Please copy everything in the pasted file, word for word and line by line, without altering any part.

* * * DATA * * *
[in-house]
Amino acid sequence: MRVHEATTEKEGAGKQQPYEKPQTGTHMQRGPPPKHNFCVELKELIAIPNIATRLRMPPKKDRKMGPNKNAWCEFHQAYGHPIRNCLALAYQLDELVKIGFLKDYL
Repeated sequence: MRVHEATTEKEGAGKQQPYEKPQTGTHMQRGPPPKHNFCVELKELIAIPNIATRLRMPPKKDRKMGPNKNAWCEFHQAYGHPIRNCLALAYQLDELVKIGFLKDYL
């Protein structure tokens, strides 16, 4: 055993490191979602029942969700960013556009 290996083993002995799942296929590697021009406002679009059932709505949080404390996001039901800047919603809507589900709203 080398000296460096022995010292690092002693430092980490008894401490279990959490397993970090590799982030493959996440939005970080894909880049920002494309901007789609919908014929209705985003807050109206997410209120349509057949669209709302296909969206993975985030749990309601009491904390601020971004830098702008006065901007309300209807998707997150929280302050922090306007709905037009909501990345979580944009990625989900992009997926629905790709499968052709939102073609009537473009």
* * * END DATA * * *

[in-house]
Amino acid sequence: MRVHEATTEKEGAGKQQPYEKPQTGTHMQRGPPPKHNFCVELKELIAIPNIATRLRMPPKKDRKMGPNKNAWCEFHQAYGHPIRNCLALAYQLDELVKIGFLKDYL
Repeated sequence: MRVHEATTEKEGAGKQQPYEKPQTGTHMQRGPPPKHNFCVELKELIAIPNIATRLRMPPKKDRKMGPNKNAWCEFHQAYGHPIRNCLALAYQLDELVKIGFLKDYL
């Protein structure tokens, strides 16, 4: 055993490191979602029942969700960013556009 290996083993002995799942296929590697021009406002679009059932709505949080404390996001039901800047919603809507589900709203 080398000296460096022995010292690092002693430092980490008894401490279990959490397993970090590799982030493959996440939005970080894909880049920002494309901007789609919908014929209705985003807050109206997410209120349509057949669209709302296909969206993975985030749990309601009491904390601020971004830098702008006065901007309300209807998707997150929280302050922090306007709905037009909501990345979580944009990625989900992009997926629905790709499968052709939102073609009537473009």